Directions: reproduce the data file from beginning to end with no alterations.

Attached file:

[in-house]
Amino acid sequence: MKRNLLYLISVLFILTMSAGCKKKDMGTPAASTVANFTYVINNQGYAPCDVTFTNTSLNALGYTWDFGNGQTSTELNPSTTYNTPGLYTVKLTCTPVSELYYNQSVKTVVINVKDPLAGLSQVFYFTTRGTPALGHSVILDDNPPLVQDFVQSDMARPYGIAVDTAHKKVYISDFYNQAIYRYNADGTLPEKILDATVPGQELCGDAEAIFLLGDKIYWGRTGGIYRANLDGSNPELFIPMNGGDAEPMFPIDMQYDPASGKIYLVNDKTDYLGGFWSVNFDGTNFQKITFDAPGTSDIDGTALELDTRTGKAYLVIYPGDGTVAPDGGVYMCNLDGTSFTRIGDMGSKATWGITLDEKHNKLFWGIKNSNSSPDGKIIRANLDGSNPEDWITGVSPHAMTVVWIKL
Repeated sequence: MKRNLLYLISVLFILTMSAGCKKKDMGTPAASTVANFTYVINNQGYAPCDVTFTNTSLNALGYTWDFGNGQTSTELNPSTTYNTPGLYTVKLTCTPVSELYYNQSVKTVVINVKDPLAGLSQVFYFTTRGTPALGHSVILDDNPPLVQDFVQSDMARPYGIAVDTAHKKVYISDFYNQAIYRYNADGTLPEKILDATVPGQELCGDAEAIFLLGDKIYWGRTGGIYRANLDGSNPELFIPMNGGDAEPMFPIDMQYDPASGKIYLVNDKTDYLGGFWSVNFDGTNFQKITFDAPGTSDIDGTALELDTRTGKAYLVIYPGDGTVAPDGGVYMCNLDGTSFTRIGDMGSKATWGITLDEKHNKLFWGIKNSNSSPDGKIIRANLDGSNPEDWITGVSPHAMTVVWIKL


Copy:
[in-house]
Amino acid sequence: MKRNLLYLISVLFILTMSAGCKKKDMGTPAASTVANFTYVINNQGYAPCDVTFTNTSLNALGYTWDFGNGQTSTELNPSTTYNTPGLYTVKLTCTPVSELYYNQSVKTVVINVKDPLAGLSQVFYFTTRGTPALGHSVILDDNPPLVQDFVQSDMARPYGIAVDTAHKKVYISDFYNQAIYRYNADGTLPEKILDATVPGQELCGDAEAIFLLGDKIYWGRTGGIYRANLDGSNPELFIPMNGGDAEPMFPIDMQYDPASGKIYLVNDKTDYLGGFWSVNFDGTNFQKITFDAPGTSDIDGTALELDTRTGKAYLVIYPGDGTVAPDGGVYMCNLDGTSFTRIGDMGSKATWGITLDEKHNKLFWGIKNSNSSPDGKIIRANLDGSNPEDWITGVSPHAMTVVWIKL
Repeated sequence: MKRNLLYLISVLFILTMSAGCKKKDMGTPAASTVANFTYVINNQGYAPCDVTFTNTSLNALGYTWDFGNGQTSTELNPSTTYNTPGLYTVKLTCTPVSELYYNQSVKTVVINVKDPLAGLSQVFYFTTRGTPALGHSVILDDNPPLVQDFVQSDMARPYGIAVDTAHKKVYISDFYNQAIYRYNADGTLPEKILDATVPGQELCGDAEAIFLLGDKIYWGRTGGIYRANLDGSNPELFIPMNGGDAEPMFPIDMQYDPASGKIYLVNDKTDYLGGFWSVNFDGTNFQKITFDAPGTSDIDGTALELDTRTGKAYLVIYPGDGTVAPDGGVYMCNLDGTSFTRIGDMGSKATWGITLDEKHNKLFWGIKNSNSSPDGKIIRANLDGSNPEDWITGVSPHAMTVVWIKL